For those of you who are convinced that size really does matter, Contender has just designed your kind of boat. The new 36 is for the guy who wants everybody to know that he is serious about the sport, and wants the ultimate outboard boat to take him where he needs to go. This is one big, bad machine, and is not likely to be confused with a picnic or water-ski boat.
Start with the power. Sure, Contender says twins will push it OK, but everybody really wants the thrill of triples. It’s a gas (no pun intended) pushing three Gaffrig throttles forward and feeling 36 feet of fiberglass leap onto plane at the urging of 750 horsepower!
Bill Gilbert of Caribee Boat Sales in Islamorada made his personal 36 available to us for testing, and running this boat around off the Florida Keys is something most of us could get used to real quick. The length allows it to ignore seas that would pound a smaller boat into submission, and the deep-vee hull tracks straight and slices through chop effortlessly.
At a 4000 rpm cruise, the boat hit 35.7 knots (at about 48 gallons per hour) with the three 250-hp Yamahas, and it really stretched out at full throttle, hitting 46.3 knots at 5400 rpm. That’s fast for a boat this size, and even more incredible when you realize it had a full tower, which adds substantial wind resistance.
All About the Fish
But enough about speed, size and other testosterone-related subjects. How does it fish? Well, those of you who admire Contenders will be pleased to know that the 36 contains all the features that have made the company’s other boats so popular among hard-core fishermen. In some cases these features are simply bigger.
For starters, the deck area forward of the console is massive, so large that the optional coffin box seems small when plopped down in such an expanse. The coffin is bolted to the deck hatch, and raises on an electric ram when you need to access the huge storage compartment beneath it. Another deep, in-deck storage box aft of the coffin will hold a substantial amount of gear, or could be used as a fishbox if the coffin isn’t big enough.
Hatches to port and starboard open into the hull and provide more storage, as well as access to the Y-valve, holding tank, and raw-water through-hull for the head in the port compartment. A substantial anchor locker is at the bow, and our test boat came with a pop-up bow light, so there’s nothing to snag a line.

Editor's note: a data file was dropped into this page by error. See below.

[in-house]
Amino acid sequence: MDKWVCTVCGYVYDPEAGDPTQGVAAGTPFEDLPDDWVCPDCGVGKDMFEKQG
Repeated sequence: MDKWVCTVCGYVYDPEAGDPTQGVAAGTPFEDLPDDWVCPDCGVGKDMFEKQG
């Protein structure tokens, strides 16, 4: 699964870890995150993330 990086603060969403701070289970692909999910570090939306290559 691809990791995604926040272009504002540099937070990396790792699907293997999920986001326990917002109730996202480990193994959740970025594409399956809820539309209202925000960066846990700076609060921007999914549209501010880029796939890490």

The surprisingly small console has no seat forward, but features a door for easy access to the head compartment below. The optional marine head takes up substantial space, but the sub-console area still has room for storage and the oil tanks. All wiring and electronics can be easily reached from in here.
The helm features a row of gauges beneath the Contender’s flat panel, where electronics are meant to go. The wheel is to port, and the triple-lever racing-style Gaffrig controls took up the space to the right of the helm.
The custom tower was integrated into a Birdsall leaning post/tackle center, with lots of rod holders, plastic tackle trays, and two large StarBoard tackle drawers. Even the most hopeless tackle collector should find enough space for storing his hear in here.
The 36 has a very large cockpit, with two 76-gallon insulated fishboxes beneath the cockpit sole, a large hatch for inner-hull access, and a small, in-deck live well. Two more live wells (40 gallons each) are located in the transom bulkhead, so there’s no excuse for running out of bait on this boat. A transom gate to starboard provides access to the integrated engine platform, and our test boat sported the optional coaming pads that run all the way around the boat.
Contender builds its boats to withstand quite a bit of punishment, because Contender owners usually fish hard. The 36 has foam flotation, and is built using hand-laid fiberglass with multi-directional fabric and a foam-cored stringer system for maximum strength. It’s built tough, and was designed for those of us who accept no compromises when it comes to fishing. If that sounds like you, this could be your boat.
Contender Boats, Homestead, FL; (305) 230-1600.